Owl Creek I, L.P. v. Ocwen Financial Corporation (9:18-cv-80506)
District Court, S.D. Florida
Original Complaint by Owl Creek
ORDER GRANTING IN PART AND DENYING IN PART DEFENDANTS’ MOTION TO DISMISS (DE 43)
Currently before the Court is Defendants’ Motion to Dismiss certain factual allegations from the Complaint based on Rule 12(b)(6) and the heightened pleading standards of Rule 9(b) and the Private Securities Litigation Reform Act of 1995 (PSLRA). DE 43. This motion was referred to the undersigned for final disposition by the presiding District Judge, following the parties’ consent to have the undersigned Magistrate Judge decide the instant motion. DE 61, 64, 65.
The undersigned has reviewed the Complaint (DE 1), the Motion to Dismiss (DE 43), Plaintiffs’ response to the motion (DE 46), and Defendants’ reply. DE 47. The Court heard oral argument of the motion on August 29, 2018 (DE 62), and this matter is now ripe for decision.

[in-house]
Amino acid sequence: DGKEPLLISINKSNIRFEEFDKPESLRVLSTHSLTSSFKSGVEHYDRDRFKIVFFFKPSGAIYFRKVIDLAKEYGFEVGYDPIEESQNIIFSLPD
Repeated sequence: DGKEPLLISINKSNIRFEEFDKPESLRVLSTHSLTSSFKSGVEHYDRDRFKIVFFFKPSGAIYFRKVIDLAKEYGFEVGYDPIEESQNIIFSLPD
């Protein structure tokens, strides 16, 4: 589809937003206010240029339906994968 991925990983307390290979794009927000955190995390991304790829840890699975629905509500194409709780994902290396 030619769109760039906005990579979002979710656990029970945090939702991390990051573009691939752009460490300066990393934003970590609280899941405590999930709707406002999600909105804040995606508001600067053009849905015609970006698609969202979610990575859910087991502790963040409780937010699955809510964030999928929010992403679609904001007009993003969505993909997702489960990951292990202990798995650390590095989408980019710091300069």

For the reasons that follow, Defendants’ Motion to Dismiss certain allegations from the Complaint (DE 43) is GRANTED IN PART AND DENIED IN PART.
ALLEGATIONS IN THE COMPLAINT
The following constitute the material facts alleged in the Complaint.1 All paragraph citations (noted as “¶” or “¶¶”) are references to the numbered paragraphs in the Complaint:
Plaintiffs are investment funds that purchased the common stock of Defendant Ocwen Financial Corporation (Ocwen) beginning in February 2014 and throughout that year. ¶¶1, 3, 188, 190.
Ocwen is a mortgage servicing company founded by Defendant Erbey. ¶2.
He ran the company until he was “forced to resign,” at which time his “right-hand man” and “long time compatriot,” Defendant Faris, took over. Id.2
According to the Complaint, Defendants sought to induce Plaintiffs to invest “tens of millions of dollars” in Ocwen by “making false and materially misleading statements concerning the accuracy of Ocwen’s financial statements, its purported regulatory compliance, and the effectiveness of its internal controls and disclosure procedures.”
As a mortgage servicer, Ocwen was “required to service mortgage loans in compliance with a number of overlapping servicing standards set forth in a 2011 agreement with the New York State Department of Financial Services (NYDFS 2011 Agreement) and in the National Mortgage Settlement (NMS).” ¶7.3
These servicing standards govern, among other things, the timing of Ocwen’s communications with borrowers. Id. Particularly relevant here is NMS’s